Israeli politicians heading to Washington to forge ties with new administration

Tenure extended indefinitely for Israeli Ambassador to the US, Ron Dermer.

US President Donald Trump signs an executive order in the Oval Office of the White House (photo credit: REUTERS)
US President Donald Trump signs an executive order in the Oval Office of the White House
(photo credit: REUTERS)
A growing number of Israeli politicians are expected to descend on Washington in the coming months as part of an effort by the government to forge ties with the Trump administration.
The first to meet with the administration will be Prime Minister Benjamin Netanyahu, who President Donald Trump invited to visit the White House during their phone call on Sunday.
Israel looks forward to working with Trump, says Israeli Ambassador to the US Ron Dermer
While a date has not yet been finalized, Netanyahu is expected to fly to Washington the first week of February for a few days during which he will meet with Trump, Vice President Mike Pence, secretary of state nominee Rex Tillerson and congressional leaders.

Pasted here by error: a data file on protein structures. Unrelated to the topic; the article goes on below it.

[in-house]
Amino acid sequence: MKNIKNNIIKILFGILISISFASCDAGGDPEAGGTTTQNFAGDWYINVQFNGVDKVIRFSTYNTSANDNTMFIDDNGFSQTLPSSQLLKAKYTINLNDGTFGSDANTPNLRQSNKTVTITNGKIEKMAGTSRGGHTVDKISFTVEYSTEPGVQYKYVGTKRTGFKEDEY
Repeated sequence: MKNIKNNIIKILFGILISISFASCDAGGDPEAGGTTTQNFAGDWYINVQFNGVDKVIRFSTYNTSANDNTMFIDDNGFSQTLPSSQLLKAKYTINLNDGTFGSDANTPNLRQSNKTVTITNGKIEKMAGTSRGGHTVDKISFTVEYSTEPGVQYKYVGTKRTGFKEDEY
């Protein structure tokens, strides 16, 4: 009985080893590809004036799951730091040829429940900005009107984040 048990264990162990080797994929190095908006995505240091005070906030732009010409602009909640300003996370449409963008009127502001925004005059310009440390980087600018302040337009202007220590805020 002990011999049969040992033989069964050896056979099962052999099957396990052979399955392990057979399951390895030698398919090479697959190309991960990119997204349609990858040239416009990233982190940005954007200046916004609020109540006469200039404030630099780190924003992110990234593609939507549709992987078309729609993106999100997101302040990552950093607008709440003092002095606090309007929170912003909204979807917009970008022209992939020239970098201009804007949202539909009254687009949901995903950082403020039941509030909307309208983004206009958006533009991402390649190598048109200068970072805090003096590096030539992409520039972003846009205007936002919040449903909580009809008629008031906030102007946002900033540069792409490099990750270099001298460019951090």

Netanyahu is scheduled to travel later that month to Singapore and Australia.
President Reuven Rivlin is also in talks about the possibility that he will attend AIPAC’s annual Policy Conference scheduled for the end of March.
Opposition leader and Labor Party chairman Isaac Herzog is also expected to attend the conference.
Other ministers said to be exploring the possibility of traveling to Washington in the coming weeks include Defense Minister Avigdor Liberman and Public Security Minister Gilad Erdan.
“A lot of politicians are interested in getting to Washington to start coordinating with their new American counterparts,” one member of the coalition explained.
Ambassador to the United States Ron Dermer was planning to return to Israel had Hillary Clinton won the presidential election, but his term has now been extended indefinitely by Netanyahu.
Dermer is said to have a close relationship with Jared Kushner, Trump’s son-in-law and a top adviser to the president.
On Monday, Netanyahu blasted some of the members of his coalition who have been pressuring him to approve legislation that would annex the West Bank settlement of Ma’aleh Adumim.
“This is not the time to shoot from the hip, this is not the time for surprises, this is the time for diplomacy between friends that will strengthen our ties,” Netanyahu insisted.
“Therefore for the good of our country and the settlement enterprise I suggest everyone put aside all other considerations and let me lead the policy.”